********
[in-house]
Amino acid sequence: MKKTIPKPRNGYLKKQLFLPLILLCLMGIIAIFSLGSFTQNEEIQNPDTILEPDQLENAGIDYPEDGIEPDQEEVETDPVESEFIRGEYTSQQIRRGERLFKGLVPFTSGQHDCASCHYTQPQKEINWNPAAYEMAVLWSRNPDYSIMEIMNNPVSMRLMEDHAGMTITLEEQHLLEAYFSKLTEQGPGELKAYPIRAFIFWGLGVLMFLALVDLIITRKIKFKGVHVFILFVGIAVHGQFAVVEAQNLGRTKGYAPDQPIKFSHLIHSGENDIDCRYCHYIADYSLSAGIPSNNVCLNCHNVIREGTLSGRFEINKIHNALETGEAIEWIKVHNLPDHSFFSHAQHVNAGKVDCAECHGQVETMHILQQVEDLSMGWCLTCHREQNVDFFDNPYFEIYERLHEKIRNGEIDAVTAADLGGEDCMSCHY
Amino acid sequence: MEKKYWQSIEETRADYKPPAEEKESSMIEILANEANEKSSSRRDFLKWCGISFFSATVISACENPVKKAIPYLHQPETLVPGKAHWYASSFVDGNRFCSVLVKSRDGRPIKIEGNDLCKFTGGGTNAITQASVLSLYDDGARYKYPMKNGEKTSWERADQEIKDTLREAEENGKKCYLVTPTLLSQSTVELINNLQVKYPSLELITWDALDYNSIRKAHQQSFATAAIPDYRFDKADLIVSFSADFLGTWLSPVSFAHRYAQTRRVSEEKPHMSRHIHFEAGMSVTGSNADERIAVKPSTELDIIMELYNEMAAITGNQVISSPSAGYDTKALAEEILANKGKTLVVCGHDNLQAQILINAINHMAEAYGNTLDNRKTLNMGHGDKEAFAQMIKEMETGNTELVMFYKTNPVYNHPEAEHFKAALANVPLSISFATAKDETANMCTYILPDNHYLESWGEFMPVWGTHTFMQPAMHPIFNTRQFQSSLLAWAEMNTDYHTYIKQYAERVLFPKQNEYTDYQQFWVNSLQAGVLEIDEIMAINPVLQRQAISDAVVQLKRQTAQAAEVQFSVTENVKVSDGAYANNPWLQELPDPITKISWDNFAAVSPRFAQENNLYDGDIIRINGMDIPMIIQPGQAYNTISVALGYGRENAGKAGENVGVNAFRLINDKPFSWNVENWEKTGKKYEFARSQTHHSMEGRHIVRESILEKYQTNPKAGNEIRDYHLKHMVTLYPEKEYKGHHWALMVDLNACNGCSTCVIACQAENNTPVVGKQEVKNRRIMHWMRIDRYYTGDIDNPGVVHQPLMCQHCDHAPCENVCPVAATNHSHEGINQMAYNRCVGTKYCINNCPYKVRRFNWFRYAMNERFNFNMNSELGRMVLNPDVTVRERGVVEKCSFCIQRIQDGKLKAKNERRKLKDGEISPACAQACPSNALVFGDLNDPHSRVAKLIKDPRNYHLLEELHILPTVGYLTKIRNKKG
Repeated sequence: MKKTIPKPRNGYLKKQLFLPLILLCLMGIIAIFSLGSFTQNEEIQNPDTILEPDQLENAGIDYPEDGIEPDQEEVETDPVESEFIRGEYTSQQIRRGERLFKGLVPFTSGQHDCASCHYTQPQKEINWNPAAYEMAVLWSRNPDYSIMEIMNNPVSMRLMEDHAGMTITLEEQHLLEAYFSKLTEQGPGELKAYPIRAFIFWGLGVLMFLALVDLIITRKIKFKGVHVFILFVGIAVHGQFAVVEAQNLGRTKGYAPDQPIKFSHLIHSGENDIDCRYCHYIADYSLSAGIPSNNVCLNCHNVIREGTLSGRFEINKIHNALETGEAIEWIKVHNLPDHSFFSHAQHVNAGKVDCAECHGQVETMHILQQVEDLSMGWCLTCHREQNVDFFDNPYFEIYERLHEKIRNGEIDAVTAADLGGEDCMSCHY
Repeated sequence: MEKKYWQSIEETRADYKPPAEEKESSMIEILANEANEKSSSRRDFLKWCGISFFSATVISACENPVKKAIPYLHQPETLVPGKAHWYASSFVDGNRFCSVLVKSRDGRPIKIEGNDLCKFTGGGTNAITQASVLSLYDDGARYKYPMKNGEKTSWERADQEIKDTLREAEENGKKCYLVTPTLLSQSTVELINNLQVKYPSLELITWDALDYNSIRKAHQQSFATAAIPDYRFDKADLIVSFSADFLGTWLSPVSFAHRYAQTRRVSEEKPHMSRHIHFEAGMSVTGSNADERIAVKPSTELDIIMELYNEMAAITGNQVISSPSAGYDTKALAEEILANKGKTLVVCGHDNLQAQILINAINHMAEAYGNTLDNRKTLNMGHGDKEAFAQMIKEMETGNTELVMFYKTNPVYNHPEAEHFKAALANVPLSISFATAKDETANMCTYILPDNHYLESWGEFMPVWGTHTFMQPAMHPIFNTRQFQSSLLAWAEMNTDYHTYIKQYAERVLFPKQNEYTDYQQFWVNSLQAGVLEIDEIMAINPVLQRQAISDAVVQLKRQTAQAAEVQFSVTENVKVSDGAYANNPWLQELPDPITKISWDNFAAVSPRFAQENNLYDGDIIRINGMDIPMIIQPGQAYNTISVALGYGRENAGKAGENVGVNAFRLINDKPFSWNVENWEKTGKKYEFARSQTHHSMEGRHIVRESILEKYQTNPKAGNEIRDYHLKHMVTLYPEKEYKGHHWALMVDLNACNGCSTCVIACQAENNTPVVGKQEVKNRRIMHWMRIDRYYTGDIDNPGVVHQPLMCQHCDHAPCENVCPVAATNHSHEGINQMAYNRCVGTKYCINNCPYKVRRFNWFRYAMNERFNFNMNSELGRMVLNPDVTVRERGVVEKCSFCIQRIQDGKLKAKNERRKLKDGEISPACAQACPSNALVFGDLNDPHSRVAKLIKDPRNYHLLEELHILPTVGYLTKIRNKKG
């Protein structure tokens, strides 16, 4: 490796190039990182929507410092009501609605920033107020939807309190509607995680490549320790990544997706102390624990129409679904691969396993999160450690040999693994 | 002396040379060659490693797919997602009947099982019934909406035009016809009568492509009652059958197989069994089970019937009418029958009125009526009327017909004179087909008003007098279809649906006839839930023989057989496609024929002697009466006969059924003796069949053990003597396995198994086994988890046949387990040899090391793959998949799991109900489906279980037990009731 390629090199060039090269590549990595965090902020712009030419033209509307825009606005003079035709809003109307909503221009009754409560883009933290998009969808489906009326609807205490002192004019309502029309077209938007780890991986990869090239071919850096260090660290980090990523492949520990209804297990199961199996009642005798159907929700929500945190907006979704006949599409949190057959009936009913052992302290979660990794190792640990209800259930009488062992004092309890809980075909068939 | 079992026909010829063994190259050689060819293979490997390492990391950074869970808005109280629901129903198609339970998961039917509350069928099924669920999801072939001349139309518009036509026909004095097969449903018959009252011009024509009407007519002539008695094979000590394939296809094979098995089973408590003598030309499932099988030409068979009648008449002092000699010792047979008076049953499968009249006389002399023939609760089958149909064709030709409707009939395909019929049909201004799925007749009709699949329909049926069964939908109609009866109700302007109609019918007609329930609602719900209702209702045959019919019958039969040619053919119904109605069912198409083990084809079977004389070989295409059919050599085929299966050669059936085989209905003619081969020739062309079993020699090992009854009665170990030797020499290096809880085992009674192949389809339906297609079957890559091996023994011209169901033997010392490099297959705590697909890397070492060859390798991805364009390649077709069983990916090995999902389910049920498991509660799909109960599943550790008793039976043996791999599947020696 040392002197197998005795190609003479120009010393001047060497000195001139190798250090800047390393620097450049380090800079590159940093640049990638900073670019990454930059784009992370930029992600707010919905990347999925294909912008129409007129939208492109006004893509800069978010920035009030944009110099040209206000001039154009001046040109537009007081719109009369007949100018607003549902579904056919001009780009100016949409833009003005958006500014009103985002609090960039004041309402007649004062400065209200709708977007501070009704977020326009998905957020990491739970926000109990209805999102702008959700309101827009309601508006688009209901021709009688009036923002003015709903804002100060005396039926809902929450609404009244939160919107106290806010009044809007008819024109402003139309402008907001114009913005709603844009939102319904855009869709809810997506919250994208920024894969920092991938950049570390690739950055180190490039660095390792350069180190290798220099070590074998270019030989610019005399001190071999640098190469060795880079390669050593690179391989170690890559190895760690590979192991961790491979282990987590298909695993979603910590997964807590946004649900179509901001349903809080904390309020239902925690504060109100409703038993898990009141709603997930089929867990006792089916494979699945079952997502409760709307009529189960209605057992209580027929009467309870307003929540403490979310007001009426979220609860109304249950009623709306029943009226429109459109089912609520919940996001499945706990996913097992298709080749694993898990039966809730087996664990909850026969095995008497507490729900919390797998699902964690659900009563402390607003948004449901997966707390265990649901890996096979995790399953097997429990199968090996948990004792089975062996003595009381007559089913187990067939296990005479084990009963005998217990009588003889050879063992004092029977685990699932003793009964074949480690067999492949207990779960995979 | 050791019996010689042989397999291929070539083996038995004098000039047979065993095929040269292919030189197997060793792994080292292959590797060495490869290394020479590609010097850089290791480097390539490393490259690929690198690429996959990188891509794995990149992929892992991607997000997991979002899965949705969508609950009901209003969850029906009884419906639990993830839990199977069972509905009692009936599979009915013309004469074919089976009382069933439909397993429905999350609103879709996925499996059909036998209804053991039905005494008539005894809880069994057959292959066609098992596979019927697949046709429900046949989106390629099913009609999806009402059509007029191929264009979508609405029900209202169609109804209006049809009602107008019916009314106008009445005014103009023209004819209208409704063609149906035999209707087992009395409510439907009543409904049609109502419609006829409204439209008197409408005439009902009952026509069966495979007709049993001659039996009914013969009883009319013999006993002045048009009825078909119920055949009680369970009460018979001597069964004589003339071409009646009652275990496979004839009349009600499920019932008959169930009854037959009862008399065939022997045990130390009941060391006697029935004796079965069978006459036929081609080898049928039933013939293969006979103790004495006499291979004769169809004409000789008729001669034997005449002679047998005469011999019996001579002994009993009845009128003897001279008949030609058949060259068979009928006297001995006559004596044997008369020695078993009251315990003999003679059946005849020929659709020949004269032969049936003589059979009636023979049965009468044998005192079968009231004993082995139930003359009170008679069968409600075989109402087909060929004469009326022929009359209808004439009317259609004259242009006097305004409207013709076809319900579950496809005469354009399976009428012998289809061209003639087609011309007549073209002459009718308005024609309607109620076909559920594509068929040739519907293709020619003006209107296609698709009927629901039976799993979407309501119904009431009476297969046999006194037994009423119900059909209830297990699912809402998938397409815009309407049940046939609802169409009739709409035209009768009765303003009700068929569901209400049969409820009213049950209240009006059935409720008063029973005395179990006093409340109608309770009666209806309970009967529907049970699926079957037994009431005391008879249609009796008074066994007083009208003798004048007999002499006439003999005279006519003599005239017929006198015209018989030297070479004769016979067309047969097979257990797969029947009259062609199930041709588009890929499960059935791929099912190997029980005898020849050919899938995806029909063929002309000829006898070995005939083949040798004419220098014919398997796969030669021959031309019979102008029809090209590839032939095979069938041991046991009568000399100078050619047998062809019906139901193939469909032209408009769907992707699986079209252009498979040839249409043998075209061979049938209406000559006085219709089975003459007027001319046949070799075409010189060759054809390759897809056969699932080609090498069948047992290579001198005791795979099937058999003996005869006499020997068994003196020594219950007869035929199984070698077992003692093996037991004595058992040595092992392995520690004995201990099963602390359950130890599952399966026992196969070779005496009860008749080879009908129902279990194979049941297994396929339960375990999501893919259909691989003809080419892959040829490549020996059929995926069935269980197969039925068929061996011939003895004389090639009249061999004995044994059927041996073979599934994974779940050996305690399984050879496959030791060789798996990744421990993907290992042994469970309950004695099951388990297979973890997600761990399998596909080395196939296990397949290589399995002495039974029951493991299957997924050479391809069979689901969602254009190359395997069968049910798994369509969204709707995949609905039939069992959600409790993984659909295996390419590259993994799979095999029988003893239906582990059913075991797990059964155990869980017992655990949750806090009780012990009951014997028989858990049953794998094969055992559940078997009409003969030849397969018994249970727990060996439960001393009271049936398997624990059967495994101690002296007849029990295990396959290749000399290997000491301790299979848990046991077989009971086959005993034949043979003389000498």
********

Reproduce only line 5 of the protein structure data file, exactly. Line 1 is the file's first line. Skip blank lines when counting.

Repeated sequence: MEKKYWQSIEETRADYKPPAEEKESSMIEILANEANEKSSSRRDFLKWCGISFFSATVISACENPVKKAIPYLHQPETLVPGKAHWYASSFVDGNRFCSVLVKSRDGRPIKIEGNDLCKFTGGGTNAITQASVLSLYDDGARYKYPMKNGEKTSWERADQEIKDTLREAEENGKKCYLVTPTLLSQSTVELINNLQVKYPSLELITWDALDYNSIRKAHQQSFATAAIPDYRFDKADLIVSFSADFLGTWLSPVSFAHRYAQTRRVSEEKPHMSRHIHFEAGMSVTGSNADERIAVKPSTELDIIMELYNEMAAITGNQVISSPSAGYDTKALAEEILANKGKTLVVCGHDNLQAQILINAINHMAEAYGNTLDNRKTLNMGHGDKEAFAQMIKEMETGNTELVMFYKTNPVYNHPEAEHFKAALANVPLSISFATAKDETANMCTYILPDNHYLESWGEFMPVWGTHTFMQPAMHPIFNTRQFQSSLLAWAEMNTDYHTYIKQYAERVLFPKQNEYTDYQQFWVNSLQAGVLEIDEIMAINPVLQRQAISDAVVQLKRQTAQAAEVQFSVTENVKVSDGAYANNPWLQELPDPITKISWDNFAAVSPRFAQENNLYDGDIIRINGMDIPMIIQPGQAYNTISVALGYGRENAGKAGENVGVNAFRLINDKPFSWNVENWEKTGKKYEFARSQTHHSMEGRHIVRESILEKYQTNPKAGNEIRDYHLKHMVTLYPEKEYKGHHWALMVDLNACNGCSTCVIACQAENNTPVVGKQEVKNRRIMHWMRIDRYYTGDIDNPGVVHQPLMCQHCDHAPCENVCPVAATNHSHEGINQMAYNRCVGTKYCINNCPYKVRRFNWFRYAMNERFNFNMNSELGRMVLNPDVTVRERGVVEKCSFCIQRIQDGKLKAKNERRKLKDGEISPACAQACPSNALVFGDLNDPHSRVAKLIKDPRNYHLLEELHILPTVGYLTKIRNKKG